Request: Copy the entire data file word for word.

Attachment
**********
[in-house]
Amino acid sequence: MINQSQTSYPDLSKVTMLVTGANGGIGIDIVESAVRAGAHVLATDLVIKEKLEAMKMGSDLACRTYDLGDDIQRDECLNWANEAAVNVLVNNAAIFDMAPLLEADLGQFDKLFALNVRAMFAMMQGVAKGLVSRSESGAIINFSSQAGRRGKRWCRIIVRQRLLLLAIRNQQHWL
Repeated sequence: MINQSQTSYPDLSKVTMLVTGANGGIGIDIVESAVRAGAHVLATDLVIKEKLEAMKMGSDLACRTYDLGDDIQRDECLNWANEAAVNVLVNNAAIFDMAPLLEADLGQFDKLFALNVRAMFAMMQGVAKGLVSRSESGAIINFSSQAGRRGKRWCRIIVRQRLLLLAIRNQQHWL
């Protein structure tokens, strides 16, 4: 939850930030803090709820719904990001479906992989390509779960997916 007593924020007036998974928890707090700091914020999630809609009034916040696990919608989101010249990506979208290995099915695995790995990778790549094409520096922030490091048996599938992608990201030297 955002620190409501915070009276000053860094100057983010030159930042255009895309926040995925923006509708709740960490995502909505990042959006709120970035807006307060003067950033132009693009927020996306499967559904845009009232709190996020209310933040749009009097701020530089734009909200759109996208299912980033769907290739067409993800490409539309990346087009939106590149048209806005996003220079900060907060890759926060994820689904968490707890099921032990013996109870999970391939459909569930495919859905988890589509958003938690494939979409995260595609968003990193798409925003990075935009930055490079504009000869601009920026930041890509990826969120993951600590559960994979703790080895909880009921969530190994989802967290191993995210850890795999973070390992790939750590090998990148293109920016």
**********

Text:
[in-house]
Amino acid sequence: MINQSQTSYPDLSKVTMLVTGANGGIGIDIVESAVRAGAHVLATDLVIKEKLEAMKMGSDLACRTYDLGDDIQRDECLNWANEAAVNVLVNNAAIFDMAPLLEADLGQFDKLFALNVRAMFAMMQGVAKGLVSRSESGAIINFSSQAGRRGKRWCRIIVRQRLLLLAIRNQQHWL
Repeated sequence: MINQSQTSYPDLSKVTMLVTGANGGIGIDIVESAVRAGAHVLATDLVIKEKLEAMKMGSDLACRTYDLGDDIQRDECLNWANEAAVNVLVNNAAIFDMAPLLEADLGQFDKLFALNVRAMFAMMQGVAKGLVSRSESGAIINFSSQAGRRGKRWCRIIVRQRLLLLAIRNQQHWL
């Protein structure tokens, strides 16, 4: 939850930030803090709820719904990001479906992989390509779960997916 007593924020007036998974928890707090700091914020999630809609009034916040696990919608989101010249990506979208290995099915695995790995990778790549094409520096922030490091048996599938992608990201030297 955002620190409501915070009276000053860094100057983010030159930042255009895309926040995925923006509708709740960490995502909505990042959006709120970035807006307060003067950033132009693009927020996306499967559904845009009232709190996020209310933040749009009097701020530089734009909200759109996208299912980033769907290739067409993800490409539309990346087009939106590149048209806005996003220079900060907060890759926060994820689904968490707890099921032990013996109870999970391939459909569930495919859905988890589509958003938690494939979409995260595609968003990193798409925003990075935009930055490079504009000869601009920026930041890509990826969120993951600590559960994979703790080895909880009921969530190994989802967290191993995210850890795999973070390992790939750590090998990148293109920016």